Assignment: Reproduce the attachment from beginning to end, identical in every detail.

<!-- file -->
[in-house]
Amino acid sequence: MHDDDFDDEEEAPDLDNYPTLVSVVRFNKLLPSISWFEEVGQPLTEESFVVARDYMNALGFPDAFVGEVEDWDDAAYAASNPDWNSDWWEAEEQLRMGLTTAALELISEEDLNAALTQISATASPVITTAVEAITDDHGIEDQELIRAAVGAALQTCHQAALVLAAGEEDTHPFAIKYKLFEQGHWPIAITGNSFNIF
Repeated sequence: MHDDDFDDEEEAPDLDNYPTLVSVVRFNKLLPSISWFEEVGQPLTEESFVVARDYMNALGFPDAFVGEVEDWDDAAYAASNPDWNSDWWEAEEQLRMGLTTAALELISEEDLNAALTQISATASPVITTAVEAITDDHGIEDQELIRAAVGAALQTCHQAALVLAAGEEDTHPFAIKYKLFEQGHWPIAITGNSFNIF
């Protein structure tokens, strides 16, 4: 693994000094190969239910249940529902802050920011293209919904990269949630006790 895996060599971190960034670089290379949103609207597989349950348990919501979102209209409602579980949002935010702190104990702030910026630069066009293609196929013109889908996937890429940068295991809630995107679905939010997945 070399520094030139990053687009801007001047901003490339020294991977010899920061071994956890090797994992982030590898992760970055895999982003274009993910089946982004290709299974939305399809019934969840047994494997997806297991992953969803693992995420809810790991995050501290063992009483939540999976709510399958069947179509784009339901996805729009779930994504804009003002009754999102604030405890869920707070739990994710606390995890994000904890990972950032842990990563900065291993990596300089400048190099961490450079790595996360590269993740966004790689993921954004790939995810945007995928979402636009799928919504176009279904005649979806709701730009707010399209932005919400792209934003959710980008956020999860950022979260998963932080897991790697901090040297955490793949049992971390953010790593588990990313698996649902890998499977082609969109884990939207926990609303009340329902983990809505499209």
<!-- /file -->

[in-house]
Amino acid sequence: MHDDDFDDEEEAPDLDNYPTLVSVVRFNKLLPSISWFEEVGQPLTEESFVVARDYMNALGFPDAFVGEVEDWDDAAYAASNPDWNSDWWEAEEQLRMGLTTAALELISEEDLNAALTQISATASPVITTAVEAITDDHGIEDQELIRAAVGAALQTCHQAALVLAAGEEDTHPFAIKYKLFEQGHWPIAITGNSFNIF
Repeated sequence: MHDDDFDDEEEAPDLDNYPTLVSVVRFNKLLPSISWFEEVGQPLTEESFVVARDYMNALGFPDAFVGEVEDWDDAAYAASNPDWNSDWWEAEEQLRMGLTTAALELISEEDLNAALTQISATASPVITTAVEAITDDHGIEDQELIRAAVGAALQTCHQAALVLAAGEEDTHPFAIKYKLFEQGHWPIAITGNSFNIF
């Protein structure tokens, strides 16, 4: 693994000094190969239910249940529902802050920011293209919904990269949630006790 895996060599971190960034670089290379949103609207597989349950348990919501979102209209409602579980949002935010702190104990702030910026630069066009293609196929013109889908996937890429940068295991809630995107679905939010997945 070399520094030139990053687009801007001047901003490339020294991977010899920061071994956890090797994992982030590898992760970055895999982003274009993910089946982004290709299974939305399809019934969840047994494997997806297991992953969803693992995420809810790991995050501290063992009483939540999976709510399958069947179509784009339901996805729009779930994504804009003002009754999102604030405890869920707070739990994710606390995890994000904890990972950032842990990563900065291993990596300089400048190099961490450079790595996360590269993740966004790689993921954004790939995810945007995928979402636009799928919504176009279904005649979806709701730009707010399209932005919400792209934003959710980008956020999860950022979260998963932080897991790697901090040297955490793949049992971390953010790593588990990313698996649902890998499977082609969109884990939207926990609303009340329902983990809505499209």